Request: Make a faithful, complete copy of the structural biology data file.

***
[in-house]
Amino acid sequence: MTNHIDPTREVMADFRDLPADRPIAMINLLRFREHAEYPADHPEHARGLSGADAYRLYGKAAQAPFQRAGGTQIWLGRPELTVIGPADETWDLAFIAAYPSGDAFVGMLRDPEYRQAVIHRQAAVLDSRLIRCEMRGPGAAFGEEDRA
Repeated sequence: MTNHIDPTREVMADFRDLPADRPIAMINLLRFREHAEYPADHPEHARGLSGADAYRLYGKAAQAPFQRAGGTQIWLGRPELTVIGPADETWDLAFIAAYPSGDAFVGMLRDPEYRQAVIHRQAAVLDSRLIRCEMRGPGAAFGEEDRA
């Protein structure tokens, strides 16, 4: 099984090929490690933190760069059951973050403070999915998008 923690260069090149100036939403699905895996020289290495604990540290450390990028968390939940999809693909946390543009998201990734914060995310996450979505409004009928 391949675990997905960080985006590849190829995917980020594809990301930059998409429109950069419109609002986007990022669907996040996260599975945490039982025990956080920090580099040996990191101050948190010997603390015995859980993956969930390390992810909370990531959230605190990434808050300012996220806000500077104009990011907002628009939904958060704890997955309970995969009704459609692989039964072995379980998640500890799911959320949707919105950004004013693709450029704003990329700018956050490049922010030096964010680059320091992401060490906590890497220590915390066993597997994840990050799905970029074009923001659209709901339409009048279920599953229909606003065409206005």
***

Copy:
[in-house]
Amino acid sequence: MTNHIDPTREVMADFRDLPADRPIAMINLLRFREHAEYPADHPEHARGLSGADAYRLYGKAAQAPFQRAGGTQIWLGRPELTVIGPADETWDLAFIAAYPSGDAFVGMLRDPEYRQAVIHRQAAVLDSRLIRCEMRGPGAAFGEEDRA
Repeated sequence: MTNHIDPTREVMADFRDLPADRPIAMINLLRFREHAEYPADHPEHARGLSGADAYRLYGKAAQAPFQRAGGTQIWLGRPELTVIGPADETWDLAFIAAYPSGDAFVGMLRDPEYRQAVIHRQAAVLDSRLIRCEMRGPGAAFGEEDRA
């Protein structure tokens, strides 16, 4: 099984090929490690933190760069059951973050403070999915998008 923690260069090149100036939403699905895996020289290495604990540290450390990028968390939940999809693909946390543009998201990734914060995310996450979505409004009928 391949675990997905960080985006590849190829995917980020594809990301930059998409429109950069419109609002986007990022669907996040996260599975945490039982025990956080920090580099040996990191101050948190010997603390015995859980993956969930390390992810909370990531959230605190990434808050300012996220806000500077104009990011907002628009939904958060704890997955309970995969009704459609692989039964072995379980998640500890799911959320949707919105950004004013693709450029704003990329700018956050490049922010030096964010680059320091992401060490906590890497220590915390066993597997994840990050799905970029074009923001659209709901339409009048279920599953229909606003065409206005």